Venezuela: Citizen referendums create new communes

Monday, December 2, 2013

Local citizens voted to create 169 new communes on November 24, deepening efforts to create forms of communal organisation in the South American country.

A recent national census found there are more that 40,000 active communal councils in Venezuela. These are local participatory bodies that develop their communities and can receive public funding.

Communes are based on groups of communal councils, and can take on larger -scale projects and economic activities.

The commune elections on November 24 involved 166,000 citizens and 2244 communal councils. They voted to formally create their new communes and approved their founding documents.

Joel Alfonso, president of the government’s Foundation for Communal Power and Development (Fundacomunal), said: “Turnout was very large, there was a lot of organisation in this process that was prepared for since August.”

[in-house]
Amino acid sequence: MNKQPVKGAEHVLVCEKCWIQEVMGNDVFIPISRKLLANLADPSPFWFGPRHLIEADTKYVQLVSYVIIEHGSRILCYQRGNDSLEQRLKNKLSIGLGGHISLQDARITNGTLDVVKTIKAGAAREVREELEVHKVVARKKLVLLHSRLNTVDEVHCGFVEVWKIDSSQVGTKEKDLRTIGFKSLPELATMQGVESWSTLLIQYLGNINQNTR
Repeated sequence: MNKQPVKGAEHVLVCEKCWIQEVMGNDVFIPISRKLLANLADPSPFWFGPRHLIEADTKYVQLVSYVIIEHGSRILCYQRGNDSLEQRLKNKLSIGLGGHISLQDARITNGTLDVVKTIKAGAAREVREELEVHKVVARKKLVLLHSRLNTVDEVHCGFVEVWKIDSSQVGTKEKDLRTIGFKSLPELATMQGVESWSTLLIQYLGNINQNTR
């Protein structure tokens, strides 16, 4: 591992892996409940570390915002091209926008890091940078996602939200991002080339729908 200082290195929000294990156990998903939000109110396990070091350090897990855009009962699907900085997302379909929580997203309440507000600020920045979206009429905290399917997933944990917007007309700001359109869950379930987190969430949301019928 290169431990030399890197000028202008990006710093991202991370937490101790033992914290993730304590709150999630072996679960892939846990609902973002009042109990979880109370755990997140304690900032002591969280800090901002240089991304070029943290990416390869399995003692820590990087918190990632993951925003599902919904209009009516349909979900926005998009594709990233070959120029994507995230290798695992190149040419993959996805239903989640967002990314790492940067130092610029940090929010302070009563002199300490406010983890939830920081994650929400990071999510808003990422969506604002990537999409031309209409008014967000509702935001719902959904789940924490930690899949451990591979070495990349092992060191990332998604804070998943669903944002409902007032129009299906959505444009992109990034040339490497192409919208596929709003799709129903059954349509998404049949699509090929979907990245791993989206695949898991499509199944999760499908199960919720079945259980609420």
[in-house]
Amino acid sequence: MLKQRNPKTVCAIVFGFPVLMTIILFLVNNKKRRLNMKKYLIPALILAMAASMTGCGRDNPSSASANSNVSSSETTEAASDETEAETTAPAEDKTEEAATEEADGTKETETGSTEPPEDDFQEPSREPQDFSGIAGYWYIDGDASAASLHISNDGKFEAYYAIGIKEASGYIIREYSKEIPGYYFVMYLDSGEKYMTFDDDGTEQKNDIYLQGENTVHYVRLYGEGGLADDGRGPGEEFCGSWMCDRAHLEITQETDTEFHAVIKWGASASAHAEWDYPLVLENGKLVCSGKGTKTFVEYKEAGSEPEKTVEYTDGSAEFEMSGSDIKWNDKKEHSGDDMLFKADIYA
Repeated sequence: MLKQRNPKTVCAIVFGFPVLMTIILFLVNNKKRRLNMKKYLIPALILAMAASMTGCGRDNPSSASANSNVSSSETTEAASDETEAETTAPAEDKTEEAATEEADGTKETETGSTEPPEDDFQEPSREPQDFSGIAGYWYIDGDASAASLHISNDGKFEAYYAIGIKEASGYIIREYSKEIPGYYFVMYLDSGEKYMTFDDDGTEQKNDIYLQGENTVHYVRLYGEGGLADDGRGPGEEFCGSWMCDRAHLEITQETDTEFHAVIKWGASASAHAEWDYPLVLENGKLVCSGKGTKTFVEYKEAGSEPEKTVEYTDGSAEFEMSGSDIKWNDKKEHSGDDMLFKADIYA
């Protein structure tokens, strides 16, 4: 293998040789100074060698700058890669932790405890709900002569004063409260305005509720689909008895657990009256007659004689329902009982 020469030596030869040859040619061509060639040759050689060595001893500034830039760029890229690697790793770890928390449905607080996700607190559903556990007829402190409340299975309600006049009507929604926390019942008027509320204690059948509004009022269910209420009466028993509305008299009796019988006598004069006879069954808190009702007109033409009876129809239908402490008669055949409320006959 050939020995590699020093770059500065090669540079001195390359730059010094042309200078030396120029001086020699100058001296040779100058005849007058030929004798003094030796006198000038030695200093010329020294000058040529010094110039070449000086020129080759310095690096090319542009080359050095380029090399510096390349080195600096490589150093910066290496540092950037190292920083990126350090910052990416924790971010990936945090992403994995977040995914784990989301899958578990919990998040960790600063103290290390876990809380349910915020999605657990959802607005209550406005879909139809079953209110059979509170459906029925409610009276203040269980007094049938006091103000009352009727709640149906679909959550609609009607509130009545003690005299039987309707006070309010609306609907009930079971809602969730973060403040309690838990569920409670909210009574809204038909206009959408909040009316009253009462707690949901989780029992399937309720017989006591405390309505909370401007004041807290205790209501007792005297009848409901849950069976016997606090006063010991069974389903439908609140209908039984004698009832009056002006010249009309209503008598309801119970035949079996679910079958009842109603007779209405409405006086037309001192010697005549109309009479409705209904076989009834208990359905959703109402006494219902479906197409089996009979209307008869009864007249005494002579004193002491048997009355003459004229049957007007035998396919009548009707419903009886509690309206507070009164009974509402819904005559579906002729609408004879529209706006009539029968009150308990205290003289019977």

A founding document acts as a commune’s constitution, sets out its development strategy, and its approval allows communes to register with the Ministry of Communes.

“The founding document is the life project of the communes, which is established through this referendum,” Alfonso told state news agency AVN. “The founding document establishes what needs to exist in a commune, what its resources are, and of course, it sets out the strategies of the communal plan that should be constructed in all spaces.”

Alfonso said that, with this referendum, “self-government has begun to be installed”.

Minister of Communes Reinaldo Iturriza said 452 communes have been formally created in Venezuela this year, and many more are “under construction”. The government’s original aim was to support the creation of at least 450 communes by the end of 2019.

The country’s commune movement recently met in its first national conference, where commune activists from around the country sat in various discussion groups and displayed produce from their economic activities.

The Ministry of Communes is also looking to encourage middle-class communities to engage in communal organisation, Alfonso said.

[Reprinted from Venezuela Analysis.]

From GLW issue 991